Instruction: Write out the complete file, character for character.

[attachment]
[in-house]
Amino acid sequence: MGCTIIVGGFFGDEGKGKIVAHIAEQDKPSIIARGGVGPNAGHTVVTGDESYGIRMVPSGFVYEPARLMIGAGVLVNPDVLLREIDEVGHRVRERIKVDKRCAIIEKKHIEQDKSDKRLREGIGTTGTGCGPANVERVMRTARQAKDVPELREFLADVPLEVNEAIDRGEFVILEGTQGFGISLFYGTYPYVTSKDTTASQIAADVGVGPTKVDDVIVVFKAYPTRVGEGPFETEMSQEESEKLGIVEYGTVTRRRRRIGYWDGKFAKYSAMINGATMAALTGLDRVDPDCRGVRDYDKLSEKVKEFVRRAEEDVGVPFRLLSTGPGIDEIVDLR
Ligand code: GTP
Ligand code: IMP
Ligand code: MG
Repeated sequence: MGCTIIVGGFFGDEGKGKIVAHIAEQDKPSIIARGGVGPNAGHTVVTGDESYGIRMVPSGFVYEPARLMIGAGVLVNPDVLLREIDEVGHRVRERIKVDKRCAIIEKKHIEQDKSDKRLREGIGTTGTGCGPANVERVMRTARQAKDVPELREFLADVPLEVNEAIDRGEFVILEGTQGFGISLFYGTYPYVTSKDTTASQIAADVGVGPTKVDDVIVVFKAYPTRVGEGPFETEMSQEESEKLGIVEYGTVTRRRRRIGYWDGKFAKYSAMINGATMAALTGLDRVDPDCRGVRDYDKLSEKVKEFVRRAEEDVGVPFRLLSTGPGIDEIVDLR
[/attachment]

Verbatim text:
[in-house]
Amino acid sequence: MGCTIIVGGFFGDEGKGKIVAHIAEQDKPSIIARGGVGPNAGHTVVTGDESYGIRMVPSGFVYEPARLMIGAGVLVNPDVLLREIDEVGHRVRERIKVDKRCAIIEKKHIEQDKSDKRLREGIGTTGTGCGPANVERVMRTARQAKDVPELREFLADVPLEVNEAIDRGEFVILEGTQGFGISLFYGTYPYVTSKDTTASQIAADVGVGPTKVDDVIVVFKAYPTRVGEGPFETEMSQEESEKLGIVEYGTVTRRRRRIGYWDGKFAKYSAMINGATMAALTGLDRVDPDCRGVRDYDKLSEKVKEFVRRAEEDVGVPFRLLSTGPGIDEIVDLR
Ligand code: GTP
Ligand code: IMP
Ligand code: MG
Repeated sequence: MGCTIIVGGFFGDEGKGKIVAHIAEQDKPSIIARGGVGPNAGHTVVTGDESYGIRMVPSGFVYEPARLMIGAGVLVNPDVLLREIDEVGHRVRERIKVDKRCAIIEKKHIEQDKSDKRLREGIGTTGTGCGPANVERVMRTARQAKDVPELREFLADVPLEVNEAIDRGEFVILEGTQGFGISLFYGTYPYVTSKDTTASQIAADVGVGPTKVDDVIVVFKAYPTRVGEGPFETEMSQEESEKLGIVEYGTVTRRRRRIGYWDGKFAKYSAMINGATMAALTGLDRVDPDCRGVRDYDKLSEKVKEFVRRAEEDVGVPFRLLSTGPGIDEIVDLR